Category Archives: Visionaries
Today’s post is the second in a series on the three types of change resources in the world of football. Last time, we talked about a Builder, Urban Meyer. Today we’re going to talk about Darrel “Mouse” Davis, a true football visionary. Haven’t heard of him? Join the club.
As a reminder, Visionaries seldom live in the present because they prefer to look at the opportunities of the future. They are big idea people, often seeing opportunities before anyone else.
Many successful football coaches in the 1960s like Woody Hayes espoused the ‘three yards and a cloud of dust’ philosophy. Hayes and Darrell Royal at Texas believed that ‘three things can happen to a forward pass and two of them are bad.’ So how did we get from that era to today’s multiple receiver, no huddle attack?
Say hello to Darrel “Mouse” Davis. In the early 1960s as a high school coach in Oregon, he believed his young charges could take on Joe Paterno’s Penn State defense. Why? An offense that spread the ball to as many as four wide receivers.
Davis spread (no pun intended) the news about his offense at all levels of football. In over 50 years, he coached high schoolers, collegians, and professionals (impressively, in four leagues…the CFL, NFL, Arena, and USFL).
How does a small town high school coach impact decades worth of football players? He was a Visionary. He could see the opportunities that passing the ball would give his team and he took full advantage of them.
So, although there are surely some famous Visionaries (John F. Kennedy, Jimmy Wales (Wikipedia) and, some would argue, Steve Jobs), they aren’t all ‘celebrated leaders.’ Darrel Davis spent his lifetime ‘spreading the news’ about his vision and it impacted millions…even if few football fans know his name.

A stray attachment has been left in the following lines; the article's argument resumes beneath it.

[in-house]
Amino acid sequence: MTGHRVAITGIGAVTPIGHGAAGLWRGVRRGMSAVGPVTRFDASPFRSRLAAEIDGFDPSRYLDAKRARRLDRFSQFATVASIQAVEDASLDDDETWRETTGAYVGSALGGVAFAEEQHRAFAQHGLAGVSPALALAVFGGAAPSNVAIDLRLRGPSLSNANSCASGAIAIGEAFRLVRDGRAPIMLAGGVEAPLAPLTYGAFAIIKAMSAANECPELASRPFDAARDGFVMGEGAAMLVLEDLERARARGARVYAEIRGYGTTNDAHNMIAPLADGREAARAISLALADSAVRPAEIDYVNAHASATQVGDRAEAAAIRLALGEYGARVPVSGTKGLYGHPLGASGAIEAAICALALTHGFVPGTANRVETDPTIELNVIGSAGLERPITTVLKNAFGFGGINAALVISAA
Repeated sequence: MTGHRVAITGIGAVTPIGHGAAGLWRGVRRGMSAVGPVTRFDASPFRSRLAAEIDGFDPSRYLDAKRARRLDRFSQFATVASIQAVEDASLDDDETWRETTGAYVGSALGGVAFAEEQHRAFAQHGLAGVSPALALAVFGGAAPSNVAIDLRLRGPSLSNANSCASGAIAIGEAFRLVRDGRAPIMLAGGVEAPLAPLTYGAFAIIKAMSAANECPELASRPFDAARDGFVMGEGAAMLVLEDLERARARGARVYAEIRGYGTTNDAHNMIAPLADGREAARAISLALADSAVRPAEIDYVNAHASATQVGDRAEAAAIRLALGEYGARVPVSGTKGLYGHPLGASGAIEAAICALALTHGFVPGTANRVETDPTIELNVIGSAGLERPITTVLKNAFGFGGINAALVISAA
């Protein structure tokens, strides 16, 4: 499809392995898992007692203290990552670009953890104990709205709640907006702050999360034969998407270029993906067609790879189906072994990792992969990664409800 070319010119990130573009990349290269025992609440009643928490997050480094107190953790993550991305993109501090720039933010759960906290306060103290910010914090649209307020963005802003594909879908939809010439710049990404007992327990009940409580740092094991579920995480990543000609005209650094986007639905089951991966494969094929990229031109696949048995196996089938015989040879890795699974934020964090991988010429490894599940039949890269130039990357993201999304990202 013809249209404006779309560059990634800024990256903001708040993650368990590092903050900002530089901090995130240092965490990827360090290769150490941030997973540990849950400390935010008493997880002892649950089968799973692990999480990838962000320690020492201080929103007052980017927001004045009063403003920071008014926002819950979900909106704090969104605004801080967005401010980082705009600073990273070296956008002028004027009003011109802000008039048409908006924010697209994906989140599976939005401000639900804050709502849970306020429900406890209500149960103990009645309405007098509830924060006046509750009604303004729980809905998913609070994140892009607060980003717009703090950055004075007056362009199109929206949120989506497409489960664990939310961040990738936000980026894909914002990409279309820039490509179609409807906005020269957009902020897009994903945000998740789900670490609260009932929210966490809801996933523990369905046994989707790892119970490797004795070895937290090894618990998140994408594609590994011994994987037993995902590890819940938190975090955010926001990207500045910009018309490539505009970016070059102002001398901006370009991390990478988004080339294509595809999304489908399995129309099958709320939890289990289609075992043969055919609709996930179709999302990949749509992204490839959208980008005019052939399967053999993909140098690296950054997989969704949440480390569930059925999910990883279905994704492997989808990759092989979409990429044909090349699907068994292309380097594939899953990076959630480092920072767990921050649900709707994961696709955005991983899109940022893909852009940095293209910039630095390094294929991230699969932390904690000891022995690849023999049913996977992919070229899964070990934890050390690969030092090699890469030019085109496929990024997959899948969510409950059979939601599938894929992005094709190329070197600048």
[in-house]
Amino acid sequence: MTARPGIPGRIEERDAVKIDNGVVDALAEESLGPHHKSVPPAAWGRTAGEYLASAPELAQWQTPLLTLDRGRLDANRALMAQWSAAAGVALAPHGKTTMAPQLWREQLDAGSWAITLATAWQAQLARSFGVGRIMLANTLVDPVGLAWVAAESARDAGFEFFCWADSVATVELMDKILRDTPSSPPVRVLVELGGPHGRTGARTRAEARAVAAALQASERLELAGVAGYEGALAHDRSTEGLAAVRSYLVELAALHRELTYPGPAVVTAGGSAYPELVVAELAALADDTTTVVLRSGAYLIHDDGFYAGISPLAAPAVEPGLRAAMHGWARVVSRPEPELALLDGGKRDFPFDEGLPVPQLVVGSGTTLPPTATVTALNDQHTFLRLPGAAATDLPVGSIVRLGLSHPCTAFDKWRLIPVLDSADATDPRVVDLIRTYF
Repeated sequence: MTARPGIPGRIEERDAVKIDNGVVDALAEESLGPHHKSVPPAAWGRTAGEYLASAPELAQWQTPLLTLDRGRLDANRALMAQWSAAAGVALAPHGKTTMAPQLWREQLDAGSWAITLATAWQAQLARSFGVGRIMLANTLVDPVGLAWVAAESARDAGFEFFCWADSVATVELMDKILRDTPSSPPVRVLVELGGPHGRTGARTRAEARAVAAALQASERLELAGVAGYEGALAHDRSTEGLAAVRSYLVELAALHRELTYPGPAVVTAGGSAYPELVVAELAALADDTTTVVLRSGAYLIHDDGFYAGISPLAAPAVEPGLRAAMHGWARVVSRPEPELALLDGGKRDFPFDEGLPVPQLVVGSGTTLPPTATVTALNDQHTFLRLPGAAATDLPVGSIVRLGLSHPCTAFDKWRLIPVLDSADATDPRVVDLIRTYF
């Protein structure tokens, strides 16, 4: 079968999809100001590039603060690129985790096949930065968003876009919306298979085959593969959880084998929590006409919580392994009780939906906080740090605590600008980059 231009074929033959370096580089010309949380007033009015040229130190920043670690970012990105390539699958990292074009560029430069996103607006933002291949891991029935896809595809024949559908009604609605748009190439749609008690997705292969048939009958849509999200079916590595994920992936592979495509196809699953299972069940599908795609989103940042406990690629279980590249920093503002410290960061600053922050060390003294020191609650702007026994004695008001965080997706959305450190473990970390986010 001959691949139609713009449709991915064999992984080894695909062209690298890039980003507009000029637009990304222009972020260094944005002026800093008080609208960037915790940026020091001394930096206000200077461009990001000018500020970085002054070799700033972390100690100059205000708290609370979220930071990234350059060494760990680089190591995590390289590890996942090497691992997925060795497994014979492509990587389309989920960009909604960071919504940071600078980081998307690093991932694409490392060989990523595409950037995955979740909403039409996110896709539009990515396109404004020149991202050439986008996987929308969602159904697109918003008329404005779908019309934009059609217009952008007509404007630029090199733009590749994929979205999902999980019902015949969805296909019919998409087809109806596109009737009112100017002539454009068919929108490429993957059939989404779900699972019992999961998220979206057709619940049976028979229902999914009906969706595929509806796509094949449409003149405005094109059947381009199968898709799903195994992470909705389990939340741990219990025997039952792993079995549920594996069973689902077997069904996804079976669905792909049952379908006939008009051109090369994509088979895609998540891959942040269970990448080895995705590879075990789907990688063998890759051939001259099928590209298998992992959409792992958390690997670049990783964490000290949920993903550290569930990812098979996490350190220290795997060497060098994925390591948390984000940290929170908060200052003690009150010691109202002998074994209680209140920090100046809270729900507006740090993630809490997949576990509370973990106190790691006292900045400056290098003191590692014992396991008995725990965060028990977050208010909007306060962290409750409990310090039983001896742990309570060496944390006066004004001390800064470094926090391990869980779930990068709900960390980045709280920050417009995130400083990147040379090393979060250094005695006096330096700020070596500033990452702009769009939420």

Photo Credit: http://www.bloguin.com/crystalballrun
Recently, I wrote about Daniel Nava, the 70 pound ninth grader who dreamed of playing Major League Baseball. Nava saw his dream come true when he hit a grand slam on the first pitch he saw for the Boston Red Sox in 2010. So, you can imagine the frustration he might have felt as he spent the entire 2011 season in Triple-A, one step away from his dream.
After playing in only 88 of Boston’s 162 games in 2012, no one expected Nava to have a major impact in 2013 but, halfway though the season, this writer argues that he deserves a place on the American League All-Star team.
Nava won’t be playing in the game tonight but don’t be surprised to see him in the future!
From dream (high school) to reality (grand slam in 2010) to dream (2011 in Triple-A) to reality (arguably one of the finest players at his position in the league), Nava’s story shows us that a vision doesn’t always come to pass all at once. There may be many challenges to the vision that come your way but stay true to that initial vision…one day, you may find yourself in a place that you never even imagined!